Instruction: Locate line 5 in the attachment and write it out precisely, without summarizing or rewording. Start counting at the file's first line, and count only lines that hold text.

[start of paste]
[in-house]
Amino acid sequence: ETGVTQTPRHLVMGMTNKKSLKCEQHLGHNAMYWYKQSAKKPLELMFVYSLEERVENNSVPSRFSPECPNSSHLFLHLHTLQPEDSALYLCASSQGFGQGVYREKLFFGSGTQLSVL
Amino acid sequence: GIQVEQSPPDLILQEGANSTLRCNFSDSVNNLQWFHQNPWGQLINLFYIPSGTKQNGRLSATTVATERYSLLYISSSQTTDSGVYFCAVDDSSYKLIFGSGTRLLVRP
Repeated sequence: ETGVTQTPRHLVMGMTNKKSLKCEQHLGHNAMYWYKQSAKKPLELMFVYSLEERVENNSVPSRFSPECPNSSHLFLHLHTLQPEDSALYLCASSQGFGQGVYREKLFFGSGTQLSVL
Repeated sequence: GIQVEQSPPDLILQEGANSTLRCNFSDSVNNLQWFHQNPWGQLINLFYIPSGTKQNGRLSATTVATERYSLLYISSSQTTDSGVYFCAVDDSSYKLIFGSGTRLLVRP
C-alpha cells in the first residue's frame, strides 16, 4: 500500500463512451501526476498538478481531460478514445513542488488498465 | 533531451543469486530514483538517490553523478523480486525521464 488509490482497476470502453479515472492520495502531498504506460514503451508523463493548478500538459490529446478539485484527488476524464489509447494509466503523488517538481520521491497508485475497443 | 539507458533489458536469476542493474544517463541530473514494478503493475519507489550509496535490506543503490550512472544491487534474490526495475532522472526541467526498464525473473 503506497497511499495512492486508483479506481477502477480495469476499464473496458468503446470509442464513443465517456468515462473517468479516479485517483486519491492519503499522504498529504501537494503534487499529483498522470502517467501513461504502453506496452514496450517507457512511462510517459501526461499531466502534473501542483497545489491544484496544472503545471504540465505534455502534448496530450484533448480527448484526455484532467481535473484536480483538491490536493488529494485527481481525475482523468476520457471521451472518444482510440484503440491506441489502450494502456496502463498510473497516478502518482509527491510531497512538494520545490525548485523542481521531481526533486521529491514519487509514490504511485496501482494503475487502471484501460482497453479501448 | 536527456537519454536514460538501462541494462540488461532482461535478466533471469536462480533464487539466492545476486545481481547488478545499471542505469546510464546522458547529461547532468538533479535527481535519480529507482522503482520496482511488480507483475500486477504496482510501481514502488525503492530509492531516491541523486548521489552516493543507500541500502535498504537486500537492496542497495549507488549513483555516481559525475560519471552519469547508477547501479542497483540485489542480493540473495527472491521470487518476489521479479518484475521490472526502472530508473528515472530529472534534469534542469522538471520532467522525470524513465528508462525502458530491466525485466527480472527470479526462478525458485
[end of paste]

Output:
Repeated sequence: GIQVEQSPPDLILQEGANSTLRCNFSDSVNNLQWFHQNPWGQLINLFYIPSGTKQNGRLSATTVATERYSLLYISSSQTTDSGVYFCAVDDSSYKLIFGSGTRLLVRP